President Obama’s visit coincides with the U.S. Department of Agriculture announcing a multi-million dollar loan program to help rural carriers build broadband in unserved or underserved areas. It also coincides with Governor Branstad’s Connect Every Acre initiative, which he announced during Tuesday’s Condition of the State Address. His proposal would provide a 10-year property tax exemption for broadband infrastructure in place on or after July 1, 2014. A $5 million grant program would also help spur broadband access to farms, school and rural communities.

Week One Recap

We kicked off the 85th General Assembly Monday morning by swearing in all one hundred members of the Iowa House. The first week has mostly been filled with ceremonial activities. We elected our House speaker and let both the Governor and the Senate know the House was open to receive any communication. Governor Branstad delivered his annual Condition of the State address on Tuesday. He outlined his goals for this session as well as delivered his proposed budget.

Iowa Supreme Court Chief Justice Cady also delivered the Condition of the Judiciary on Wednesday. He touted the progress they’ve made instituting technology in the courts system. The Judicial branch has moved to a totally paperless process for all levels. He held up an iPad saying every case he has is stored on it. Last month, the four millionth legal document was electronically filed in the State’s court system.

This session, I will serve on the Agriculture, Ways & Means, Transportation, State Government, and Rules & Administration committees. As well as serving as an assistant majority leader. The committees met briefly this week to introduce new members and go over goals for the year. Next week the committees will dive in and get to work.

Me signing my oath of office after being sworn in Monday morning

Me signing my oath of office after being sworn in Monday morning

Wednesday night I attended an event hosted by the Alcohol Beverages Division. The event was at the agency’s warehouse in Ankeny. The facility was very impressive with over 22 million dollars in inventory currently stored there. The division is responsible for the distribution of hard liquor. They typically have around six weeks of inventory on hand. It is the agency’s only warehouse. I thought it was interesting to learn the State doesn’t own any alcohol. When a retailer makes an order through the agency, the State then pays the manufacturer and the retailer pays the State simultaneously. Last year, the Alcohol Beverages Division raked in 119 million dollars in revenue that went to the general fund.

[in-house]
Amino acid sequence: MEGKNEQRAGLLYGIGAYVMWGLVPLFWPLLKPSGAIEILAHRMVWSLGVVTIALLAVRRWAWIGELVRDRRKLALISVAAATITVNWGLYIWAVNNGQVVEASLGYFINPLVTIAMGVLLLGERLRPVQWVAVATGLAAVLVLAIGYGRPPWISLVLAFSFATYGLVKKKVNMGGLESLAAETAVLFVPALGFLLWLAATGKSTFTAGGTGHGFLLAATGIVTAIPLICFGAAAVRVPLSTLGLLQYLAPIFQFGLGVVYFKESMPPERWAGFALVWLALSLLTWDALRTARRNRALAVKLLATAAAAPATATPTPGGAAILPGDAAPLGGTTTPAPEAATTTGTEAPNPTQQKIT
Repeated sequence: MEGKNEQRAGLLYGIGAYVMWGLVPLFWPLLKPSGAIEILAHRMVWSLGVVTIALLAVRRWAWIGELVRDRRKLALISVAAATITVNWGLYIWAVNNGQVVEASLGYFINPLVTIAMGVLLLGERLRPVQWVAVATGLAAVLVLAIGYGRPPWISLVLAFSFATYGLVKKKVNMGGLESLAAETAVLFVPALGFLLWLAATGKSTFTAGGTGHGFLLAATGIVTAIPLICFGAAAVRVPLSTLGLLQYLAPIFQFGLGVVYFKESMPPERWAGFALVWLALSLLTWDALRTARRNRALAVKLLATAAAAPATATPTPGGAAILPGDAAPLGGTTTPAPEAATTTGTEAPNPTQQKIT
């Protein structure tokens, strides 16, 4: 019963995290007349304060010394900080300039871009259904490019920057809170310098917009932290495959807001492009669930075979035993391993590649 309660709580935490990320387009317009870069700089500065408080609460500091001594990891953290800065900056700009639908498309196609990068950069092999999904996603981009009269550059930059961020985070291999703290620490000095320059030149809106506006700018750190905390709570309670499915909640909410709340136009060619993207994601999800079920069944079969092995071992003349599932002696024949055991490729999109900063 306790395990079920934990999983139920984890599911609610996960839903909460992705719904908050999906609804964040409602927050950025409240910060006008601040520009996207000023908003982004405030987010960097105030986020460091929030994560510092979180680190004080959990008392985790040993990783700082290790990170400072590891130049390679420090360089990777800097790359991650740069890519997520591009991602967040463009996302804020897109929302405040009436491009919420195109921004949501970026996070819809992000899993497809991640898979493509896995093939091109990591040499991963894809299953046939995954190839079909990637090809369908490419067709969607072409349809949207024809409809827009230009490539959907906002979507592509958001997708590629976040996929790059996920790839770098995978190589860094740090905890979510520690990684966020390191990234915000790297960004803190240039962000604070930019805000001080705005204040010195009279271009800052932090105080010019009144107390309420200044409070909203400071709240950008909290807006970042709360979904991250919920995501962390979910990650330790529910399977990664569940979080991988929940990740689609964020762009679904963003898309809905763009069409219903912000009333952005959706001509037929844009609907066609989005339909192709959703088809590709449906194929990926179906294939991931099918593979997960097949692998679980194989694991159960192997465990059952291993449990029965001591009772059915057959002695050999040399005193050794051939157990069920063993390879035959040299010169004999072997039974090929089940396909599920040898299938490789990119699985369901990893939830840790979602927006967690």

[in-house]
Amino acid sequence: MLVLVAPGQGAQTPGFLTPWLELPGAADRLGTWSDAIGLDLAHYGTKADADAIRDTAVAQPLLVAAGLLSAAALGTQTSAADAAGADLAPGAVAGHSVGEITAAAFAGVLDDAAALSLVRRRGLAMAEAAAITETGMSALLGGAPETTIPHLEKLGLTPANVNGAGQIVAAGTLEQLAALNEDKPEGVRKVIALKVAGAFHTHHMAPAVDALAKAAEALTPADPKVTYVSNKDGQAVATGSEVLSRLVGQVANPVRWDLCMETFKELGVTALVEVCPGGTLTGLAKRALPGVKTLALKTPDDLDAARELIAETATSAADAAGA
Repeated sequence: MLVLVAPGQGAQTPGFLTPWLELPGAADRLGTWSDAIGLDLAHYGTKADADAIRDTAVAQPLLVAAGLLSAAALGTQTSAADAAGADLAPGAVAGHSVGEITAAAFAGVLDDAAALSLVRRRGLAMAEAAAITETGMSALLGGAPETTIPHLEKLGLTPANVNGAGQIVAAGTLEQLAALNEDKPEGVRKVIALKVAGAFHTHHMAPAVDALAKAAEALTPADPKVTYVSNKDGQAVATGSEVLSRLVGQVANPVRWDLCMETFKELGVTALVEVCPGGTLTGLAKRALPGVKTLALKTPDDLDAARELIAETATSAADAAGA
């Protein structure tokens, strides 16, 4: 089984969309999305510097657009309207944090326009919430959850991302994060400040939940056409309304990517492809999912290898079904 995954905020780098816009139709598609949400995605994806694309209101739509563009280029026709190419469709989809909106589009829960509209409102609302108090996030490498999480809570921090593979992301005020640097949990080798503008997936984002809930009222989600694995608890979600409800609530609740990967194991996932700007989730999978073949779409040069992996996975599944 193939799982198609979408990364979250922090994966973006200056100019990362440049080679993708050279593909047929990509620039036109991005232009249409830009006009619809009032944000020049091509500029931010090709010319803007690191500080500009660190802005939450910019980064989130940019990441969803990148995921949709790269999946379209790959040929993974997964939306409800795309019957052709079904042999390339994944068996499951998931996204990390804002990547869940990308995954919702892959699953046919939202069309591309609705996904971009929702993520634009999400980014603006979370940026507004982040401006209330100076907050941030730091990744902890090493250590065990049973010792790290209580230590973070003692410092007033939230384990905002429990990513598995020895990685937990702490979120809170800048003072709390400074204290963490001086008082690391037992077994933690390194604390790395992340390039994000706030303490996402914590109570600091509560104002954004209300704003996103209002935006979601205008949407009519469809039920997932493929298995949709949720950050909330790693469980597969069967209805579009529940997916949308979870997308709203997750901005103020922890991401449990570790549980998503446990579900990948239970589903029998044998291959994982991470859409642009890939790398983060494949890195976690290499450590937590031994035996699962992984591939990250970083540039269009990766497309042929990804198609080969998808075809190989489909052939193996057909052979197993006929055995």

I’m excited to be back in Des Moines to work for the people of District 96. It’s great to be part of a group of people who put partisanship aside to accomplish good for the people of Iowa.

If you are traveling to Des Moines, I encourage you to stop and tour the Capitol building. The House is in session Monday through Thursday until May 1st. Get in touch with me if you plan to come and I will mark it on my schedule. I love to meet and visit with people from the district.

If you have any questions, comments or concerns about these topics or any others please feel free to contact me by e-mail at or by phone at (515) 281-7330.


Lee Hein